After the disastrous events at the Kuru court, after the attempt of disrobing Draupadi, the Pandavas and their wife were exiled in the forest for twelve years, and one year incognito.
Surya, the Sun-God, had presented Draupadi with a magical plate, known as Akshaya-pathra, which was always filled with food, until Draupadi had her meal. This helped the Pandavas escape from embarassment from not having anything to offer to eat to the numerous rishis and priests who often visited them in the forest.
One day, Sage Durvasa was visiting Duryodhana at Hastinapur. Duryodhana fed him and his disciples grandly, and cunningly asked him to visit his ‘dear cousins and sister-in-law’ in the forest and give them their blessings. He had thought that the Pandavas would have to face Sage Durvasa’s curse because they would not have anything to offer him.
Duryodhana was partially right, because, by the time Durvasa reached their hut in the forest, the Pandavas had finished their meal, and even Draupadi had had her share. So, the Akshaya-pathra was now empty.
Sage Durvasa and his disciples reached the Pandavas’ hut and informed Yudhishtir that they would be joining them for lunch, after they finish their bath in the nearby river. Bhima went and told Draupadi to make something for the sage and his disciples quickly, and left to make arrangements for the sage’s meeting.
But, the magical-plate was empty! It would not produce food now, until it was time for dinner. And there were no leftovers too, except for a grain of rice on the rim of a bowl. Draupadi was distressed. Sage Durvasa was known for extremely quick temper, and his curses were also popular. Struck in a dilemma, she thought, “Oh Krishna! Why do we have to continuously face such embarrassing situations? What will I do now?”
“You must have something left.”
Draupadi turned to see who it was.
It was Krishna himself! When did he get here? She had just thought of him!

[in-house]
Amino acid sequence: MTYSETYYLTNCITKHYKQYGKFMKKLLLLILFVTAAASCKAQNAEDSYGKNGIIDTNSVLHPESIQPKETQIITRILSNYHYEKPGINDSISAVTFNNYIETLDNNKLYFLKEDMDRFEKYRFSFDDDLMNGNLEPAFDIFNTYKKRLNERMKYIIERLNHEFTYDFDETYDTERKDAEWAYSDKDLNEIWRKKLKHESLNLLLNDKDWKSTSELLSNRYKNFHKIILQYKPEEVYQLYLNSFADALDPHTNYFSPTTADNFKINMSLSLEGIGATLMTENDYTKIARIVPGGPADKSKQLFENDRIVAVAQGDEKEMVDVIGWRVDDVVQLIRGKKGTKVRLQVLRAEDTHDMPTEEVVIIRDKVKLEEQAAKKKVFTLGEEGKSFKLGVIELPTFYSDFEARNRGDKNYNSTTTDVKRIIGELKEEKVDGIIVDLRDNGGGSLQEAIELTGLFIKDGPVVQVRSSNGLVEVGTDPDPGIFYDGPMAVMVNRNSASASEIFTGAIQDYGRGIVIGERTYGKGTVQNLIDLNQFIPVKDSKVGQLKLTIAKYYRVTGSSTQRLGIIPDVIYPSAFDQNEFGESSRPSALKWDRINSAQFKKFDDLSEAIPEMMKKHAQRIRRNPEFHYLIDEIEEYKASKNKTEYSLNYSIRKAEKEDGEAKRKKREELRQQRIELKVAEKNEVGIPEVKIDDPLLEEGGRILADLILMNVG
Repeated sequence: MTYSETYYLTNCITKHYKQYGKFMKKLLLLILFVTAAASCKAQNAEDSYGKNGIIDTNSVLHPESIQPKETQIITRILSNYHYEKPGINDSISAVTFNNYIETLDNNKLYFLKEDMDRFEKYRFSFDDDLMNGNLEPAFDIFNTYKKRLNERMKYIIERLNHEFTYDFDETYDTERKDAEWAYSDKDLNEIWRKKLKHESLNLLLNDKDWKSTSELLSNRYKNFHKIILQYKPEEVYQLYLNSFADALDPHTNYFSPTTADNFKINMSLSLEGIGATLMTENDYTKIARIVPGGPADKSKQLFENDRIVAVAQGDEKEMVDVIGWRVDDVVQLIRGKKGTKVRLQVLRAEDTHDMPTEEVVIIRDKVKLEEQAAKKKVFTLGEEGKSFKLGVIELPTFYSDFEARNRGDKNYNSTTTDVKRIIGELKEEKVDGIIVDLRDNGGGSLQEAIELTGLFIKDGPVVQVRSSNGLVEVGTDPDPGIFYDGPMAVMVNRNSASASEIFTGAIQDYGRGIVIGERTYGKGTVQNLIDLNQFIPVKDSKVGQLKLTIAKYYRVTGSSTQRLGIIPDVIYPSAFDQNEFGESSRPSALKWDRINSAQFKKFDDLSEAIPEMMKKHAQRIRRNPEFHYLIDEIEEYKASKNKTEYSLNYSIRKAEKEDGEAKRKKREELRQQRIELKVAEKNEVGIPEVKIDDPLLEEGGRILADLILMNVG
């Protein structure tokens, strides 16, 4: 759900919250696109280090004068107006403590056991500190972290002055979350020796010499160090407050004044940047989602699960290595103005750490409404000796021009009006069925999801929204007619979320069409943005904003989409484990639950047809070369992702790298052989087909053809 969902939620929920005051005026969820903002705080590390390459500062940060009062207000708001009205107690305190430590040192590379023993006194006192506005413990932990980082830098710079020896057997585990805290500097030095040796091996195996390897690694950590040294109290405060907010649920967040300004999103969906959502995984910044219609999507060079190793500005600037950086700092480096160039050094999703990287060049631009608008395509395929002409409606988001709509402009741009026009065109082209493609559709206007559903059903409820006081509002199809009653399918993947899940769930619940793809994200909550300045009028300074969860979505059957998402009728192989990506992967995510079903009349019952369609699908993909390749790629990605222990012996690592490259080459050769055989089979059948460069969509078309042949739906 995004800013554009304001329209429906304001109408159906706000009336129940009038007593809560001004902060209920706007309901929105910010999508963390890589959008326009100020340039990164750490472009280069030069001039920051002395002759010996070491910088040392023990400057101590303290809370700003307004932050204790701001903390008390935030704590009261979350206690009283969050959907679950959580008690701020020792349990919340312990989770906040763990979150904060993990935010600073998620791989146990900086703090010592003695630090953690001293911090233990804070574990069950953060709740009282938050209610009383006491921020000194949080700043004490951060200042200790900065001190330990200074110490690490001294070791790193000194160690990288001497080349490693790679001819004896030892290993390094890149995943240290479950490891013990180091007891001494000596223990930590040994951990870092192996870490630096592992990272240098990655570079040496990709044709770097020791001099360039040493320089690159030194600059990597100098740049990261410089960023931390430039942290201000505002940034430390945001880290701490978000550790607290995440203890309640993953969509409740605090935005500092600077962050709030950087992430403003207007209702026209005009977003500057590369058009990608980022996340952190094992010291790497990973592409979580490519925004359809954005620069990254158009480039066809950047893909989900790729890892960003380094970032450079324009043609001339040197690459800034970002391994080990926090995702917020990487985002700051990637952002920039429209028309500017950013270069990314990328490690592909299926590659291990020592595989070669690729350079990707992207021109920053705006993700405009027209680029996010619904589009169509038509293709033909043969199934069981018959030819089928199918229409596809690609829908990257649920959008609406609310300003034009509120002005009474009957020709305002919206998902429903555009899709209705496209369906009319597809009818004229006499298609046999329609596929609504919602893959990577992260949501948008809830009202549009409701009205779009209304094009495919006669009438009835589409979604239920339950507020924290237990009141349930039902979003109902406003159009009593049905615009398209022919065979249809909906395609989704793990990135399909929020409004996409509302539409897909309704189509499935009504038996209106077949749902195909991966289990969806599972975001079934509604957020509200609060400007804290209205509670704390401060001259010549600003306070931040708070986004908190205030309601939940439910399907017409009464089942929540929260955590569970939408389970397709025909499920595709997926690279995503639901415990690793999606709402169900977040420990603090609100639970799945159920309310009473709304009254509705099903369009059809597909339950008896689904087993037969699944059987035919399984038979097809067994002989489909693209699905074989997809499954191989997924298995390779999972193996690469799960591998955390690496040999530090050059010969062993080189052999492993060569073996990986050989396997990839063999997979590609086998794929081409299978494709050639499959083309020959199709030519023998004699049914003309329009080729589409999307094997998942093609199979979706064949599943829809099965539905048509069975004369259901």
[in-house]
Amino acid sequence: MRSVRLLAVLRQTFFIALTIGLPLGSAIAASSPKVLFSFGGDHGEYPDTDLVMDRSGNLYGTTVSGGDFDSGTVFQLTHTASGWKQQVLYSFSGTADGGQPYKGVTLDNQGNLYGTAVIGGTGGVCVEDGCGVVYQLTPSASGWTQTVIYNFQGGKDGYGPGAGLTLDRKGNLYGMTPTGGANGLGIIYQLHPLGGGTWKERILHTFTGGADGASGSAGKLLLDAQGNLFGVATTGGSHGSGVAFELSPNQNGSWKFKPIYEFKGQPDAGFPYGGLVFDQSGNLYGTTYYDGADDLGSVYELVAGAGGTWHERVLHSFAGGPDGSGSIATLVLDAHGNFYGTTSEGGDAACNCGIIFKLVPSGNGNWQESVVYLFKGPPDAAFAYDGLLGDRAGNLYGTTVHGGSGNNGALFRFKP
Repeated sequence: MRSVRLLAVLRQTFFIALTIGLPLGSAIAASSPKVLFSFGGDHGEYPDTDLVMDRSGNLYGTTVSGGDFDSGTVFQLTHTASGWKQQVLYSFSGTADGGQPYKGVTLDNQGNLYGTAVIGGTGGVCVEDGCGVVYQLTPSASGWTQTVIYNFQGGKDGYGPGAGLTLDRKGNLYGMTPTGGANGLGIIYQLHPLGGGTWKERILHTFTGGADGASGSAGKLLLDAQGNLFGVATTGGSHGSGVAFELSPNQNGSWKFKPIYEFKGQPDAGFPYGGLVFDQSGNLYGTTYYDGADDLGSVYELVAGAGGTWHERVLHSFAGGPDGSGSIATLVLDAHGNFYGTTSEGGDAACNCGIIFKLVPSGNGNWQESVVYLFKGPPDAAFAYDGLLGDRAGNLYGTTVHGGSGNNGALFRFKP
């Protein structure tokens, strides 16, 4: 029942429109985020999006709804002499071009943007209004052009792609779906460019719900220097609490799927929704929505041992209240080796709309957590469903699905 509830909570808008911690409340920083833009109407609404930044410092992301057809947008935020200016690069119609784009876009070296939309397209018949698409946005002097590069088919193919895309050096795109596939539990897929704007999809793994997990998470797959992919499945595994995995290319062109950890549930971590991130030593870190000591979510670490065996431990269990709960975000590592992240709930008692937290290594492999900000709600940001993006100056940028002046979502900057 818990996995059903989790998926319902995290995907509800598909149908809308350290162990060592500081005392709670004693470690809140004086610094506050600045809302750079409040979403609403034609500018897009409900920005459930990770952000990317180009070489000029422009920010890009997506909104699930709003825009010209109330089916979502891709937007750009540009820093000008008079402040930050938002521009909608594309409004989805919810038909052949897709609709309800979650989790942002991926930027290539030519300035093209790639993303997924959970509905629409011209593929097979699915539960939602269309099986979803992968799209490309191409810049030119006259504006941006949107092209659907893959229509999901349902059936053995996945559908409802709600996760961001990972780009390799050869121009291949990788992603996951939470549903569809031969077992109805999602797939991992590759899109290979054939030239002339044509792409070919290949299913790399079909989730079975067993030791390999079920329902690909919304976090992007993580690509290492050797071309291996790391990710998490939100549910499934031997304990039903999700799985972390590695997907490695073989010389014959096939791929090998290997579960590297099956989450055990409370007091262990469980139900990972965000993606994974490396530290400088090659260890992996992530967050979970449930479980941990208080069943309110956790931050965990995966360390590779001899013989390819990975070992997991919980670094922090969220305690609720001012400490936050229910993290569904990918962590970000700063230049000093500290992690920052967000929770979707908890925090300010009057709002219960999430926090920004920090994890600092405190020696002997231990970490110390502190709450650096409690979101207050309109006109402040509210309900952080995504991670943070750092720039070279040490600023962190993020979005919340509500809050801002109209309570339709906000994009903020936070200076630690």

“Come on, get me something to eat. I’m starving!” said Krishna, in his most mischievous tone.
“So thoughtful of you to visit us, exactly when there’s nothing here left to eat. I’m overjoyed to know you’re hungry too!” snapped Draupadi, who was more distressed, now that she had one more person to feed.
She looked at him, and he smiled back, looking more mischievous than ever. Draupadi raised her eyebrows.
“What is it?” she asked.
“You have lied to me.” said Krishna.
“Me? When?” asked Draupadi.
“You said there was nothing to eat here, but I see a grain of rice on that bowl’s lid.”
Draupadi heaved a sigh of exasperation, and went to retrieve that grain of rice. She offered it to Krishna. Tears in her eyes, she said, “I’m sorry Krishna. I didn’t mean it, but I really don’t have anything to fill your hungry stomach but this. Please accept this. Allow me to prepare myself for Durvasa’s wrath.”
Krishna chuckled. “I don’t really understand what you’re telling Krishnaa, but for me, this grain of rice is more than enough.” He swallowed the tiny grain, and acted nice satisfaction. He even burped, to which Draupadi giggled, even though she was dismayed inside.
At that moment, Bhima entered the hut, his face bright. “Sage Durvasa has left! It seems he and his disciples are no longer hungry. You need not worry, Panchaali!”
Relief rushed towards Draupadi. She was definitely lucky today. She turned to look at Krishna who had been sitting on the cot.
The cot was empty.
Draupadi swung her head sideways. The whole hut was empty, except for her and Bhima, who was arranging the firewood he had collected. “Where did he go?” she asked in surprise.
“Who?” asked Bhima.
“Krishna, of course.”
“Krishna? He’s at Dwaraka probably, where else would he go?”
“Didn’t you see him sitting on that cot a moment before?” asked Draupadi.
“What happened to you, Panchaali?Krishna visited us only a week ago, don’t you remember? He hasn’t come here since.”
Perplexed, Draupadi turned to look at the cot again. A peacock feather lay there. She turned to look at the bowl where the grain of rice was stuck to. It was definitely not there. “Oh Krishna..”, mumbled Draupadi, smiling as she stroked the peacock feather gently.